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Washington (State)

Supreme Court won’t block release of signatures on anti-gay petitions

Tuesday, November 22, 2011
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WASHINGTON — The U.S. Supreme Court has refused to block release of names of those who signed petitions favoring Washington State’s Referendum 71, the unsuccessful 2009 ballot initiative to overturn the state’s “everything but marriage” rights for same-sex domestic partners.

The legal challenge was brought by the anti-gay group Protect Marriage Washington, an affiliate of the anti-gay National Organization for Marriage (NOM). The group had argued that release of the petitions would put signers at risk for harassment.

“This means we can once again release these public records,” said Katie Blinn, co-director of state elections in the office of Secretary of State Sam Reed.

According to Seattle PI, the case — Doe v. Reed — has traversed through federal court system in an seemingly endless round of rulings and challenges. The Supreme Court had stated in an earlier 8-1 decision, that signatures on initiative petitions should be a matter of public record.

The Supremes sent the case back to U.S. District Court Judge Benjamin Settle in Tacoma. Settle has ruled that sponsors of the anti-gay measure did not prove that they have been harassed — or would face harassment — if named on the Ref. 71 petitions were released.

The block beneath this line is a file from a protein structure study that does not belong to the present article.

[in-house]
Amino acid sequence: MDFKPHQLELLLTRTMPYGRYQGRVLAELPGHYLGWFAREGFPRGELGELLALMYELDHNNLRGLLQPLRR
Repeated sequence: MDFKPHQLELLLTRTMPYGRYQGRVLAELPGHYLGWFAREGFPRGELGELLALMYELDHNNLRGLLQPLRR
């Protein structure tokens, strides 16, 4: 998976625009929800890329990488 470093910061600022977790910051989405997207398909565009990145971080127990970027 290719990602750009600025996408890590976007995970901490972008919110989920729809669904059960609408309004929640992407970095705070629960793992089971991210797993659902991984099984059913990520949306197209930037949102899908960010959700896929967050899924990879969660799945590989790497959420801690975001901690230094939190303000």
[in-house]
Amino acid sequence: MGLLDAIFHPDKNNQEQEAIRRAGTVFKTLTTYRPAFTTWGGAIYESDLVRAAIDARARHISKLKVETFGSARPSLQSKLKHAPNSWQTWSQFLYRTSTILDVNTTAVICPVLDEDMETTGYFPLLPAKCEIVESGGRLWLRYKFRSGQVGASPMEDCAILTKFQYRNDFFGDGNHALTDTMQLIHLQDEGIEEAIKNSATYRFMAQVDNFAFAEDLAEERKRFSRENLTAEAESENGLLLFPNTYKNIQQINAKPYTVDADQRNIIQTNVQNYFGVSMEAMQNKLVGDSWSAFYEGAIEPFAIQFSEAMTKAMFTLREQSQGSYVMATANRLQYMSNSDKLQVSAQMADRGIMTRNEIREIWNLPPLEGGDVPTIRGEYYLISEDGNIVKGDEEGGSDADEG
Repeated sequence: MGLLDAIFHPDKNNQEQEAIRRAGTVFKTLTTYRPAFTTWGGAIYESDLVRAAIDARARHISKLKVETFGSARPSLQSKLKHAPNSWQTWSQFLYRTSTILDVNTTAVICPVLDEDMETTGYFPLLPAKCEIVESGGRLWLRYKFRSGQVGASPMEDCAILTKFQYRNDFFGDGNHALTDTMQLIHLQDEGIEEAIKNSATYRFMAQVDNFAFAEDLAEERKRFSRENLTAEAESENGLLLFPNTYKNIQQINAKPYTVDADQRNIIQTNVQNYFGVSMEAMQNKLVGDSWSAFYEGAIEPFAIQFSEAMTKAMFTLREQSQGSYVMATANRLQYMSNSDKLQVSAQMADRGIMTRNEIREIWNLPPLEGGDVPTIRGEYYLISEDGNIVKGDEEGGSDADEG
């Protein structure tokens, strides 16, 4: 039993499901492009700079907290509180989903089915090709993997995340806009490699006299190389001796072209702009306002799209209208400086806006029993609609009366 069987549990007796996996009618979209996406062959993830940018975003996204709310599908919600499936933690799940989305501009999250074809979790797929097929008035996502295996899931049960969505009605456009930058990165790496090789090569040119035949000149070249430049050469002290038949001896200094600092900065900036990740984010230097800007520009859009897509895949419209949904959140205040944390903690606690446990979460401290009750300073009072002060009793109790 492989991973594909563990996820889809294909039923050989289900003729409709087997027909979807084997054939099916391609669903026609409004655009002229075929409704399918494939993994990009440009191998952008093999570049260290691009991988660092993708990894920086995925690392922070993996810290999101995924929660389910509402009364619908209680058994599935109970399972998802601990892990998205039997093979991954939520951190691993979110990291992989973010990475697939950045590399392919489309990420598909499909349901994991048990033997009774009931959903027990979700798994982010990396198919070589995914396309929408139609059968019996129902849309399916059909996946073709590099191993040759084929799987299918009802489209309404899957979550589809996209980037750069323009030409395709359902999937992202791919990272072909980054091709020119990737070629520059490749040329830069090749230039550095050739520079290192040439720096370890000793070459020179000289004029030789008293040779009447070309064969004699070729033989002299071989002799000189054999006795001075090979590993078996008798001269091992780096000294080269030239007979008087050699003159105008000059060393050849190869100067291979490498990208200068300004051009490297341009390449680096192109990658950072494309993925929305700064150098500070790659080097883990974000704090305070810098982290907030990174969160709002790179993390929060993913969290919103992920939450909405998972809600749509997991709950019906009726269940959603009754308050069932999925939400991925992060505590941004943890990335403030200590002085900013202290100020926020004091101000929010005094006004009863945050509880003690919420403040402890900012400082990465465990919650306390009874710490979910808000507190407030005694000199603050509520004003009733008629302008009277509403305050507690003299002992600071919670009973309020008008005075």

Several plaintiffs seeking to block release of the names — e.g. Rev. Ken Hutcherson, Faith and Freedom leader Gary Randall and State Sen. Val Stevens — are longtime public leaders and advocates in opposition to marriage equality.

The group Protect Marriage Washington had asked that release of names be blocked until the U.S. 9th Circuit Court of Appeals hears an appeal of Judge Settle’s ruling. Settle, the 9th Circuit and the Supreme Court have now rejected the group’s request.

Secretary of State Reed is a longtime advocate for releasing the names. He has argued that signing an initiative petition is equivalent to a lawmaker sponsoring legislation. He has pointed out that, with one exception, all states with initiative and referendum laws provide for the release of signatures.

Reed received an eloquent boost in an opinion by U.S. Supreme Court Justice Antonin Scalia in the court’s earlier ruling.

“There are laws against threats and intimidation; and harsh criticism, short of unlawful action, is the price our people have traditionally been willing to pay for self-governance. Requiring people to stand up in public for their political acts fosters civic courage, without which democracy is doomed.”

The U.S. Supreme Court ruled last year that release of the signatures does not violate constitutional rights, but the justices allowed advocates to pursue their case and prove that releasing signatures would put signers in danger.

Referendum 71 asked voters to approve or reject the state’s domestic partnership law, which granted registered domestic partners additional state rights previously given only to married couples. It was approved with 53 percent of the vote.

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